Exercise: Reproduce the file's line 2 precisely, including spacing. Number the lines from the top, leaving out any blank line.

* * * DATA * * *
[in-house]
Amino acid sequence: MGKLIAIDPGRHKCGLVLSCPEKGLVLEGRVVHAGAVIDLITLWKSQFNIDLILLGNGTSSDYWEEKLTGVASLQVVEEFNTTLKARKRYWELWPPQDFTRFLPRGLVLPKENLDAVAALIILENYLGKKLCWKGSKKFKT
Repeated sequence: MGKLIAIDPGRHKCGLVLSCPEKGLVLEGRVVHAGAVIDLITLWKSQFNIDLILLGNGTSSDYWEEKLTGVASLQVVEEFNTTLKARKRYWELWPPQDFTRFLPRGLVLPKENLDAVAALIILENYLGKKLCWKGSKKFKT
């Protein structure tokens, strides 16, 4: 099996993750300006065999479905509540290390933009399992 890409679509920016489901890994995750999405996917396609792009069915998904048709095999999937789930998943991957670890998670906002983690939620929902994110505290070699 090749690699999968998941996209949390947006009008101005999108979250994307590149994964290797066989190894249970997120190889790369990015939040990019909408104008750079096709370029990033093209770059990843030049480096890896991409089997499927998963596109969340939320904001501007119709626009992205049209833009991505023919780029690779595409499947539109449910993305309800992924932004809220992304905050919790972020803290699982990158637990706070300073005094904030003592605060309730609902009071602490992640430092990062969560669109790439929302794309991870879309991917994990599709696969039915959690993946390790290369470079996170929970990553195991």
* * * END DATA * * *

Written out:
Amino acid sequence: MGKLIAIDPGRHKCGLVLSCPEKGLVLEGRVVHAGAVIDLITLWKSQFNIDLILLGNGTSSDYWEEKLTGVASLQVVEEFNTTLKARKRYWELWPPQDFTRFLPRGLVLPKENLDAVAALIILENYLGKKLCWKGSKKFKT